Family Building for Assigned Female at Birth Couples
A common family forming route is fertility treatment with sperm donation.
The two types of sperm donation are:
- Known Sperm Donation: Someone you know from your personal life. They will need to undergo a detailed screening process to ensure they are suitable for donation.
- Anonymous Sperm Donation: An unknown donor you select from an online sperm bank. The sperm bank will send frozen straws of donor sperm to the TRIO lab ready for your treatment.
Intrauterine Insemination (IUI)
Intrauterine insemination (IUI) is a commonly used treatment for people using donated sperm. A cycle of IUI can either be medicated or unmedicated, and your TRIO doctor will be able to advise which option is right for you.
- Medicated IUI: The partner undergoing treatment will take drugs to encourage egg development in the ovaries. Once the eggs reach a suitable stage of development, a ‘trigger’ shot will be administered to mature the eggs and support ovulation. Shortly after this shot, the partner having treatment will attend the clinic for the IUI procedure.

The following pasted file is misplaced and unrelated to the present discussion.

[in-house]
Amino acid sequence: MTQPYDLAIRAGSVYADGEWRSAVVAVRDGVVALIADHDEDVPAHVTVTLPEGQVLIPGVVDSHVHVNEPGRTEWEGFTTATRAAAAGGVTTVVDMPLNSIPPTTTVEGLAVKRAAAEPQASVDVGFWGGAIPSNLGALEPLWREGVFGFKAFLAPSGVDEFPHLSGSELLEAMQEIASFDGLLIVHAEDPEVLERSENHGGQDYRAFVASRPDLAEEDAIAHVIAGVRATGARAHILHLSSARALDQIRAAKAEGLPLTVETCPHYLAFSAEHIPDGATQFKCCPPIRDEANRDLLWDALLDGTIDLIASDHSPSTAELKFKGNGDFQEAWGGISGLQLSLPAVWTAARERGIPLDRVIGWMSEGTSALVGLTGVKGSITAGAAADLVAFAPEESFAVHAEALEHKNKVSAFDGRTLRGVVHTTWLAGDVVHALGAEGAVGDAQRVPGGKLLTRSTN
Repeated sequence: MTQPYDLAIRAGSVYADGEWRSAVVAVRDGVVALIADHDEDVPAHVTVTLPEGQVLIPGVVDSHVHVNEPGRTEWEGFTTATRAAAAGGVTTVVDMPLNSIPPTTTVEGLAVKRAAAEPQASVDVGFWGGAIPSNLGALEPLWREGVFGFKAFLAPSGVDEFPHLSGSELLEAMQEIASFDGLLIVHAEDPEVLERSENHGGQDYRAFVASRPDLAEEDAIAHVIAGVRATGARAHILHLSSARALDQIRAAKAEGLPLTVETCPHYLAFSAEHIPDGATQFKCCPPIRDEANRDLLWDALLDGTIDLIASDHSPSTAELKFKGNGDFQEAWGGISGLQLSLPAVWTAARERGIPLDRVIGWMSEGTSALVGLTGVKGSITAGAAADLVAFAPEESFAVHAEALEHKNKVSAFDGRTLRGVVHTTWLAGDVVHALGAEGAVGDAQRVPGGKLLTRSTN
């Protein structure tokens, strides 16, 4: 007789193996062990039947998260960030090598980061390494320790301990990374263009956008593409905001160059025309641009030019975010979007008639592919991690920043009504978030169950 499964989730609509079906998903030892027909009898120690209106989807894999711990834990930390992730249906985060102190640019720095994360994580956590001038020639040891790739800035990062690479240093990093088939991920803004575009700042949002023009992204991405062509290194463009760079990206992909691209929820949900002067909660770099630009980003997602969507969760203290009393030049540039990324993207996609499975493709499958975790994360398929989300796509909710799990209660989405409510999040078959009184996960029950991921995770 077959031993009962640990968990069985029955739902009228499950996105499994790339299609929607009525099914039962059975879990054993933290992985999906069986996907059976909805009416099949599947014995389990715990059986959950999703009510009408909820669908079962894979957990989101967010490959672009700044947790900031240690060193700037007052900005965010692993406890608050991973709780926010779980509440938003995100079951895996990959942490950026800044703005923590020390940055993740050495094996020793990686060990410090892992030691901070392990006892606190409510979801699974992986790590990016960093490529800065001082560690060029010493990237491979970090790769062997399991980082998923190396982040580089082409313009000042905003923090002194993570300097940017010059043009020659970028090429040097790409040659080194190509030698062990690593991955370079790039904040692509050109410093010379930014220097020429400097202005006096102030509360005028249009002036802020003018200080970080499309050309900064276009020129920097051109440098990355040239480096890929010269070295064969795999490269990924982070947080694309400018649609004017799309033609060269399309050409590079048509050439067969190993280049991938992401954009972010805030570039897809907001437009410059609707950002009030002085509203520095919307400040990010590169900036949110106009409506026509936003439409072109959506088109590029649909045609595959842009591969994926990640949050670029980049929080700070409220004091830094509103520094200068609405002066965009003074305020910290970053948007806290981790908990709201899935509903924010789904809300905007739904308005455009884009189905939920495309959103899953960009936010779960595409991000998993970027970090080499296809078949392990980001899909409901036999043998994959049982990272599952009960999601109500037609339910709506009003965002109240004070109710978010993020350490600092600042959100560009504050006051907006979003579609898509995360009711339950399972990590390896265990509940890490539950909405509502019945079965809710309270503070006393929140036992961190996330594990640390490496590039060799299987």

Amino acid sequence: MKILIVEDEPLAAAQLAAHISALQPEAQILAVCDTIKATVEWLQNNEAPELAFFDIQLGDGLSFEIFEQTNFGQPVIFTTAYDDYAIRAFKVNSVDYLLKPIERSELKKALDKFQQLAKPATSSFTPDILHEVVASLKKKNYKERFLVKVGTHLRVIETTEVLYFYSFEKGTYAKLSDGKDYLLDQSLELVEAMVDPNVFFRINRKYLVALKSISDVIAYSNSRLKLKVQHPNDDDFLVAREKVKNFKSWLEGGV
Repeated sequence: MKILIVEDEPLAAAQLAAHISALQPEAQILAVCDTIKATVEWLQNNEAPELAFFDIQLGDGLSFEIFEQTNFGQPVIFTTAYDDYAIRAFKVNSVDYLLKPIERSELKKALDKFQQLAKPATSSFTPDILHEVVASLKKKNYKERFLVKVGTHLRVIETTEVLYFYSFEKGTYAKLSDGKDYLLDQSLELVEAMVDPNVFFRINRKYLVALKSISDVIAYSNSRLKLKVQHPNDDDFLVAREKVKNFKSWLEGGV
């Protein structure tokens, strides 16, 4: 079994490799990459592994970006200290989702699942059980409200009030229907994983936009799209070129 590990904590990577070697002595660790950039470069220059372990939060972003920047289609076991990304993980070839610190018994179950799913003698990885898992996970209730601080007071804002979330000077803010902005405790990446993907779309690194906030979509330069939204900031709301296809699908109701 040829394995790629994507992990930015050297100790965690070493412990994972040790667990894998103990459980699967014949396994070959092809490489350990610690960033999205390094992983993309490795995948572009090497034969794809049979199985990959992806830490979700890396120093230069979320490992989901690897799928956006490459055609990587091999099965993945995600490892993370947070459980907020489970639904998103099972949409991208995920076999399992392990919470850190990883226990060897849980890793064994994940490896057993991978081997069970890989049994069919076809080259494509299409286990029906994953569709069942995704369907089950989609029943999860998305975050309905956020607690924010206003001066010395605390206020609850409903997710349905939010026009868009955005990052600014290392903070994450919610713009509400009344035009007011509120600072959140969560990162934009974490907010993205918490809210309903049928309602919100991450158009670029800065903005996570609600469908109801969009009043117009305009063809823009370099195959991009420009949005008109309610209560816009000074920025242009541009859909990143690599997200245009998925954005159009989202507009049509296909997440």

- Unmedicated IUI: The partner having treatment will be closely monitored during their natural menstrual cycle. to monitor for ovulation. When ovulation has occurred, either naturally or with the help of a trigger shot, they will attend the clinic for the IUI procedure.
During the IUI procedure, prepared donor sperm will be inserted into the uterus using a thin catheter. The sperm will then swim to the fallopian tubes to fertilize the ovulated egg(s) and create a pregnancy.
In Vitro Fertilization (IVF)
Another popular option for people using donated sperm is in vitro fertilization (IVF). During IVF, the partner whose eggs will be used in treatment will take stimulatory medications to encourage multiple eggs to develop in the ovaries.
Once the eggs have reached a suitable stage of development, they will be retrieved from the body during an egg collection procedure. Following this, the eggs will be combined with prepared donor sperm in an IVF lab for fertilization to occur with or without intracytoplasmic injection (ICSI). Your doctor will be able to advise you which option is most suitable for you